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Most courts have held that monetary damages are not available under the Individuals
with Disabilities Education Act (IDEA) but may be available under Section 504 of the Rehabilitation Act. Several courts of appeals have ruled that before bringing a damages case under Section 504 and/or the Americans with Disabilities Act (ADA), parents must first exhaust their administrative remedies under the IDEA (see cases below). However, there have been a number of cases of children with IEPs where cases were brought without requesting a due process hearing and instead, using "artful pleading" and no mention of a violation of IDEA, cases have been filed in federal court without "exhausting" their administrative remedies.
Allows Damages Against Hawaii. Judge rules that a family can sue to force
the state to pay for therapy for their 6-year old autistic daughter and can seek
punitive damages for the emotional distress suffered while trying to get services
for their child.
Available Due to "Deliberate Indifference" from School & State
Judge rules that school and state showed "deliberate indifference" to
needs of child with Down syndrome who attended public school for 16 years - allowed
for an award of damages.
Jury Awards $600,000 Damages to Parents - In Whitehead v. Hillsborough, a Florida jury took less than 2 hours before deciding that the school system retaliated against the parents of a child with Downs Syndrome.
Whitehead Case: The Inside Story by Laura Whiteside, Esq. The famous $600,000 jury verdict against the Hillsborough Florida school district - what was this case really about? Laura Whiteside, attorney for Andrew Whitehead and his parents, tells the "inside story."
you read these damages cases, you will learn that the outcome of damages cases
is varies in different parts of the country.
v. Rose. Damages requested under the ADA for depressed child who was tormented
and humiliated by her teacher; also discusses retaliation. U. S. Court of Appeals
for the Fourth Circuit ruled: "to establish a violation of the ADA, a plaintiff
must show (1) that he has a disability; (2) that he is otherwise qualified for
the benefit in question; and (3) that he was excluded from the benefit due to
discrimination solely on the basis of the disability."
v. Knox Co (TN) U. S. Court of Appeals for the Sixth Circuit. Decision in "Time-out Room" abuse case; creates exceptions to exhaustion requirement in damages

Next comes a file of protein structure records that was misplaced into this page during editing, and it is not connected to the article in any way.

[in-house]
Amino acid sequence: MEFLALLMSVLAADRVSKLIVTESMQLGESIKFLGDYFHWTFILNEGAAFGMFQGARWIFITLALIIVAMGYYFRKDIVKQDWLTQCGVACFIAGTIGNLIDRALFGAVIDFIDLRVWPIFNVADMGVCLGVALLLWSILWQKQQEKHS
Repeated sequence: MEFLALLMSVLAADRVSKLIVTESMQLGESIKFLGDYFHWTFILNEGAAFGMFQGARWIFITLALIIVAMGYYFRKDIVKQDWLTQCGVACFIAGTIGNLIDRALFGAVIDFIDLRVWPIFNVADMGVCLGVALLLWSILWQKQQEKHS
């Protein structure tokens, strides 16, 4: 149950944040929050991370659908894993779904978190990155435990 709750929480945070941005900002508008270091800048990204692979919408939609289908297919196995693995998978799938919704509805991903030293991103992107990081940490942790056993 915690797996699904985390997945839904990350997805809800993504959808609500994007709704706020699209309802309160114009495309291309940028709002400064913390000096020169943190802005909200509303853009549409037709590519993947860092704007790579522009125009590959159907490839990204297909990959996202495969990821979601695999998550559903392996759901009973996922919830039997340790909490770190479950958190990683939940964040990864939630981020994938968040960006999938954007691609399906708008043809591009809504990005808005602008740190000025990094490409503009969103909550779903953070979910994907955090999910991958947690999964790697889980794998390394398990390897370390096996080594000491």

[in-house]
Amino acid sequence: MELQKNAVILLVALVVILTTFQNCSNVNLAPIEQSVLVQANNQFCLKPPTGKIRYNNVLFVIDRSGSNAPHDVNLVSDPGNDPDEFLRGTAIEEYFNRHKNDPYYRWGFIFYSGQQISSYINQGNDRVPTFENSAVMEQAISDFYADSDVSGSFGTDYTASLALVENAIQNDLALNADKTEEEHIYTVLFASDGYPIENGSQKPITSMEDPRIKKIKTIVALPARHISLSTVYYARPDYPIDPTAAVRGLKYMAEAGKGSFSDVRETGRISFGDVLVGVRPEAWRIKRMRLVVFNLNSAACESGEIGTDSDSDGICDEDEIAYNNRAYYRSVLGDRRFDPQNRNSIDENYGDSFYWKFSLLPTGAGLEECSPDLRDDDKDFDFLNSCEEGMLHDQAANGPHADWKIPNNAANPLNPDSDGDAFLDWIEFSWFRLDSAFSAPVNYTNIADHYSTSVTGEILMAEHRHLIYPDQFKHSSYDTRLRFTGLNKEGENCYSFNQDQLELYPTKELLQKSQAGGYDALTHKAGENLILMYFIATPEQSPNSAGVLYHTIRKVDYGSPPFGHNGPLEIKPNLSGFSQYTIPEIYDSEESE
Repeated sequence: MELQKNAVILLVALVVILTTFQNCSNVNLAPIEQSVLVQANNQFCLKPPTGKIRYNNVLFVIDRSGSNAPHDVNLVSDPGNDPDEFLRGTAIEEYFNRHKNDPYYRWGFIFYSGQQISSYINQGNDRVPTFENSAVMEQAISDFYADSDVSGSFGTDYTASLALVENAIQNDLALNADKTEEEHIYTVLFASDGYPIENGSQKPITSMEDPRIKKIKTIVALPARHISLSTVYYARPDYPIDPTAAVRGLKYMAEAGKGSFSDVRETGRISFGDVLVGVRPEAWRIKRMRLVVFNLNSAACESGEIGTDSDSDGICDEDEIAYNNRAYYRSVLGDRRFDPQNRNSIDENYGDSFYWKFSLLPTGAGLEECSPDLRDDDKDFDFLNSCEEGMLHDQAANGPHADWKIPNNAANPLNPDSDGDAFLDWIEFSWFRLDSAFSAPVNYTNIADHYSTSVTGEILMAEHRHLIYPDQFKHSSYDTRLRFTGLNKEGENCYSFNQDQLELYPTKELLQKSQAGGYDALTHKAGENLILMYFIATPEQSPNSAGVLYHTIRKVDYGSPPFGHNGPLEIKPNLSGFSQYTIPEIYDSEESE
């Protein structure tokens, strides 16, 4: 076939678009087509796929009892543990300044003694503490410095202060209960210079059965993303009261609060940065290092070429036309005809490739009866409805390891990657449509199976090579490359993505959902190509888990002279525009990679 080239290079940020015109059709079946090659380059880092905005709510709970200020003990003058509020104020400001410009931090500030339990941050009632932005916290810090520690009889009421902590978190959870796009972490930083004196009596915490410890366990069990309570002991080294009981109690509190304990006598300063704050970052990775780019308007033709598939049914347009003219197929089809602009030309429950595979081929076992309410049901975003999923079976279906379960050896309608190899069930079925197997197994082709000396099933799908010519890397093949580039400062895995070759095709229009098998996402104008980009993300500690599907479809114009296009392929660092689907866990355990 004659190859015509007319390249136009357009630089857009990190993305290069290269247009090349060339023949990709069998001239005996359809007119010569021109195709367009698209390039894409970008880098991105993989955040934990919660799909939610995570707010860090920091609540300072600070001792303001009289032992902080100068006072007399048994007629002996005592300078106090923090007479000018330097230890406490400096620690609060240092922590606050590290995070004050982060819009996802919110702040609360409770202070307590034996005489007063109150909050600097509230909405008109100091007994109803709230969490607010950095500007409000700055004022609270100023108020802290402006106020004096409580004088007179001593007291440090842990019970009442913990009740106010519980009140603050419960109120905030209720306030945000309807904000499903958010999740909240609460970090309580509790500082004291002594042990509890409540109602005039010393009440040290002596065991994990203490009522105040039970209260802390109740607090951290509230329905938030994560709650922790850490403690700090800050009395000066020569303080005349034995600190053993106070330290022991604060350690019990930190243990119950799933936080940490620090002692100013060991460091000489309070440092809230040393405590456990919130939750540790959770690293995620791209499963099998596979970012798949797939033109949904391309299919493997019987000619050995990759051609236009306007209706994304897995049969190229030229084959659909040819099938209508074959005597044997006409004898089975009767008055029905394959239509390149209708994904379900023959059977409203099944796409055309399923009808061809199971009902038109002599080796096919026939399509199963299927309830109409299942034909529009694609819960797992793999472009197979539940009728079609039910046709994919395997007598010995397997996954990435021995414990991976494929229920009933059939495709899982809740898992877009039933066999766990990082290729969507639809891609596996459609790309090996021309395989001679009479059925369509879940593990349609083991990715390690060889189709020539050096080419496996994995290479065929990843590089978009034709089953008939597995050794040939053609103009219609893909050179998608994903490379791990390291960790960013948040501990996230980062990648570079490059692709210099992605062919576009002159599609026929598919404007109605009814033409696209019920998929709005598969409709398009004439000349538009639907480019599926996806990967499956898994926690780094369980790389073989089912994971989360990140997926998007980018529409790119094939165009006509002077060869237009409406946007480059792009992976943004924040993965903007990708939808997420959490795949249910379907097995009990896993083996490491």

Doe v. Withers (WV) Doe v. Withers was the first special education jury trial and the first special education dollar damages case. A jury awarded a teacher to pay damages after he repeatedly refused to implement a child's IEP. The article includes the Complaint and Jury Orders.
Jarron Draper v. Atlanta Public School District (N.D. GA 2008) Court denies motion by Atlanta Public Schools (“APS”) to dismiss Jarron’s civil rights claims for monetary damages under Section 504 after APS discriminated against him, harassed him, and retaliated against him and his family over a period of many years. (PDF)
Union Elementary School District v. Andrew Ordway (C.D. Cal., verdict Dec.
5, 2002). Judge rules that school administrator was personally liable for damages
under the Civil Rights Act for violating a mother's right to get a "free
appropriate public education" for her special-needs son, as required by the
Individuals with Disabilities Education Act. (in pdf)
v. Bd Ed. Newburgh City Sch. Dist, U. S. Court of Appeals for the Second Circuit.
In damages case under Section 504 and ADA, court rules that disabled child must
first exhaust administrative remedies under IDEA. Decision includes extensive
discussion of relief under statutes, compensatory and punitive damages, exhaustion
requirement, and futility exception (2002).
v. Manassas. After parents requested compensatory and punitive damages under
IDEA, U. S. Court of Appeals for the Fourth Circuit found that damages are not
available under the IDEA.
v. Matula, U. S. Court of Appeals for the Third Circuit. Availability of damages
under Section 504, IDEA, and Section 1983 when district refused to evaluate, classify
and provide appropriate services to disabled child; exhaustion, qualified immunity,
due process (1995).
v. Hillsborough. Parents of autistic child brought suit for monetary damages
for district's failure to provide an appropriate education; U. S. Court of Appeals
for the Eleventh Circuit held that parents did not show that school failed to
provide FAPE or that child discriminated against.
v. Clark Co. Sch. Bd. School brutality case; damages sought under Section
504 and the ADA on behalf of child with disability. U. S. Court of Appeals for
the Ninth Circuit issued pro-child decision; discussed exhaustion of remedies
under the IDEA; appropriate damages for physical abuse and injury. Decision
Last revised: 04/21/13
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